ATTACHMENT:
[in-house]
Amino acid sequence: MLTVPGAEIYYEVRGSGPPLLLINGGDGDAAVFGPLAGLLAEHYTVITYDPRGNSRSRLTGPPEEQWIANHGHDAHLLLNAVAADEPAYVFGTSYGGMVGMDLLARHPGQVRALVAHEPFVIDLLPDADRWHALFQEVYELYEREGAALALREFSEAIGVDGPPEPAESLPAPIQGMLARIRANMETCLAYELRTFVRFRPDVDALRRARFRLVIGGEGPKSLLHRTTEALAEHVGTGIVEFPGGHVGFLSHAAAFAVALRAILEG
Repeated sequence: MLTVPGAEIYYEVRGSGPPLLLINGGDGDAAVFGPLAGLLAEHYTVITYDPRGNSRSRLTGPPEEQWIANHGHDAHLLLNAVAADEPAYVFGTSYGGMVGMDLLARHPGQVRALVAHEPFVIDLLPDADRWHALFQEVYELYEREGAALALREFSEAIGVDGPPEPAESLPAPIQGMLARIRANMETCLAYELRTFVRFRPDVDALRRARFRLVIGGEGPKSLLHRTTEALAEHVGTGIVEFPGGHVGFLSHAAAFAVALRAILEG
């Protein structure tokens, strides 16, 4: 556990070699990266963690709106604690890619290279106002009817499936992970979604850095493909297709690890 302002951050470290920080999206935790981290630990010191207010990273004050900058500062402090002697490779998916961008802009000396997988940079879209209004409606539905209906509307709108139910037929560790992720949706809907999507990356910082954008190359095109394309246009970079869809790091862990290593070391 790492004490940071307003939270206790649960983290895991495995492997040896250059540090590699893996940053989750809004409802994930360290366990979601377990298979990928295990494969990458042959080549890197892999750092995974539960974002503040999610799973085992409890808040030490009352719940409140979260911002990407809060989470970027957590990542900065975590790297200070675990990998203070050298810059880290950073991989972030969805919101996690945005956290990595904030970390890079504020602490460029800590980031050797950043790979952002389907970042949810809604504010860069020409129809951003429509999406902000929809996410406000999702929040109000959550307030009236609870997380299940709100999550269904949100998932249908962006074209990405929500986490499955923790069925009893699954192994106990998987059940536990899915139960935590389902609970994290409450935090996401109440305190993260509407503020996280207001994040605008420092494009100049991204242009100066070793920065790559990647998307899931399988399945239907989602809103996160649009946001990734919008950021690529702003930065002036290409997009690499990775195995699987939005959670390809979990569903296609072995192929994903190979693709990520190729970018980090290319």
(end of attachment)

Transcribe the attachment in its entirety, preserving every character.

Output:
[in-house]
Amino acid sequence: MLTVPGAEIYYEVRGSGPPLLLINGGDGDAAVFGPLAGLLAEHYTVITYDPRGNSRSRLTGPPEEQWIANHGHDAHLLLNAVAADEPAYVFGTSYGGMVGMDLLARHPGQVRALVAHEPFVIDLLPDADRWHALFQEVYELYEREGAALALREFSEAIGVDGPPEPAESLPAPIQGMLARIRANMETCLAYELRTFVRFRPDVDALRRARFRLVIGGEGPKSLLHRTTEALAEHVGTGIVEFPGGHVGFLSHAAAFAVALRAILEG
Repeated sequence: MLTVPGAEIYYEVRGSGPPLLLINGGDGDAAVFGPLAGLLAEHYTVITYDPRGNSRSRLTGPPEEQWIANHGHDAHLLLNAVAADEPAYVFGTSYGGMVGMDLLARHPGQVRALVAHEPFVIDLLPDADRWHALFQEVYELYEREGAALALREFSEAIGVDGPPEPAESLPAPIQGMLARIRANMETCLAYELRTFVRFRPDVDALRRARFRLVIGGEGPKSLLHRTTEALAEHVGTGIVEFPGGHVGFLSHAAAFAVALRAILEG
């Protein structure tokens, strides 16, 4: 556990070699990266963690709106604690890619290279106002009817499936992970979604850095493909297709690890 302002951050470290920080999206935790981290630990010191207010990273004050900058500062402090002697490779998916961008802009000396997988940079879209209004409606539905209906509307709108139910037929560790992720949706809907999507990356910082954008190359095109394309246009970079869809790091862990290593070391 790492004490940071307003939270206790649960983290895991495995492997040896250059540090590699893996940053989750809004409802994930360290366990979601377990298979990928295990494969990458042959080549890197892999750092995974539960974002503040999610799973085992409890808040030490009352719940409140979260911002990407809060989470970027957590990542900065975590790297200070675990990998203070050298810059880290950073991989972030969805919101996690945005956290990595904030970390890079504020602490460029800590980031050797950043790979952002389907970042949810809604504010860069020409129809951003429509999406902000929809996410406000999702929040109000959550307030009236609870997380299940709100999550269904949100998932249908962006074209990405929500986490499955923790069925009893699954192994106990998987059940536990899915139960935590389902609970994290409450935090996401109440305190993260509407503020996280207001994040605008420092494009100049991204242009100066070793920065790559990647998307899931399988399945239907989602809103996160649009946001990734919008950021690529702003930065002036290409997009690499990775195995699987939005959670390809979990569903296609072995192929994903190979693709990520190729970018980090290319």